A Cork Councillor has said he intends to press for the issue of health and safety legislation to be examined.
Three County Council workers who were suspended last month for filling a pothole in breach of safety procedures are to return to work today reports the Journal.
Following hearings yesterday morning, the three workers, who were suspended for carrying out urgent road maintenance in breach of council safety procedures, are to return to work today. The men are all members of SIPTU.
SIPTU Organiser, Con Casey, said yesterday:
Following discussions today with management the matter has now been definitively concluded in accordance with the grievance and disciplinary procedures of Cork County Council to the satisfaction of all the parties involved.
The workers will be returning to work [on Wednesday]. The SIPTU members involved have re-stated their complete commitment to all the health and safety procedures of Cork County Council.
Health and Safety
Cork County Councillor Tim Lombard said last month that the men were “being punished for showing initiative”. Speaking to TheJournal.ie yesterday evening, he welcomed the news that the men were to return to their jobs.
“I welcome the fact the three lads are back at work,” he said. Cllr Lombard said that it is a very unfortunate situation that there was no way of dealing with the issue than for the staff to be suspended for breaching health and safety procedures.
Describing the men as “hardworking individuals”, he said that the crux of the issue is that the workers’ “hands are tied” by health and safety legislation.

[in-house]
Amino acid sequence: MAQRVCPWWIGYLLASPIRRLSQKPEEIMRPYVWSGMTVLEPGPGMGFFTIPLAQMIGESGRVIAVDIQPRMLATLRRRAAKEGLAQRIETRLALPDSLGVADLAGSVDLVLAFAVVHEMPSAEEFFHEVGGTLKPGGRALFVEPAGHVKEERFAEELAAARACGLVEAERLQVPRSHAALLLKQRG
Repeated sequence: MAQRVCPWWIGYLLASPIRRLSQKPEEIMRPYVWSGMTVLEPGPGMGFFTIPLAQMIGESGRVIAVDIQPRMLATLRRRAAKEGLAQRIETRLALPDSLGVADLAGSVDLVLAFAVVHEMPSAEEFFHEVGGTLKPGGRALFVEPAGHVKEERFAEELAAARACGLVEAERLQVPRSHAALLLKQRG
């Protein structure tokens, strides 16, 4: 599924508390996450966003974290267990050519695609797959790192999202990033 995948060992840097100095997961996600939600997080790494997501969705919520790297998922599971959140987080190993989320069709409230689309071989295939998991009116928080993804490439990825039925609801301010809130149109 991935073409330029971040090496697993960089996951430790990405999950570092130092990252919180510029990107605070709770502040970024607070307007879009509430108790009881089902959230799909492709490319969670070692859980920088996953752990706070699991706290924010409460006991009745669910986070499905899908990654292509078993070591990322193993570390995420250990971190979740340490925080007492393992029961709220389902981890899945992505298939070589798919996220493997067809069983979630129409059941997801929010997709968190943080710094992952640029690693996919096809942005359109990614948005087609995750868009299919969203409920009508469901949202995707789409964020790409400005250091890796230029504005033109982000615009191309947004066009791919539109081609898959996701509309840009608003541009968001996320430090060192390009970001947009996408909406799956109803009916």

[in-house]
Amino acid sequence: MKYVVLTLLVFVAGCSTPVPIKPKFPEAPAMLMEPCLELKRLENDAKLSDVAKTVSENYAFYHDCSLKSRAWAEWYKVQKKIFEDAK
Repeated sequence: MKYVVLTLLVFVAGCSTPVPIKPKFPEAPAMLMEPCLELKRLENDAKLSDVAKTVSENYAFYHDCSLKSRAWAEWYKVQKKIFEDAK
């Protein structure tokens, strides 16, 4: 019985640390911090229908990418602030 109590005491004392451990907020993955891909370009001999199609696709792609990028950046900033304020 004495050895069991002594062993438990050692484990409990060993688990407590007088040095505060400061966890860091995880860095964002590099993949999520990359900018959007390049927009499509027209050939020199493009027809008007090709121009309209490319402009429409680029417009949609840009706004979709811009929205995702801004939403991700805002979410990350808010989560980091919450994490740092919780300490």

Cllr Lombard said that unless the issue is dealt with, “our capability to do work on public roads is going to be diminished”. He suggested that local authorities should find out what is the genuine cost per km and per man hour for health and safety while working on the roads.
If you have to fill a mile of potholes on a mile of road at the moment, with health and safety regulations you need at least five men; a stop and go sign, a man in a truck and two men shovelling tarmac.
While he welcomed health and safety legislation, he said he believes “it has gone too far at this stage – we have gone to the cliff, we should have gone over at this stage. We need to take another look at levels of health and safety. The levels of documents required to [fill a] pot hole is bizarre.”
He added: “The amount of red tape and legislation that is in place at the moment has become a drain on resources and a drain on practically getting work done on the ground”.
The issue is set to be debated at the Cork County Council meeting next Monday. Source: The Journal.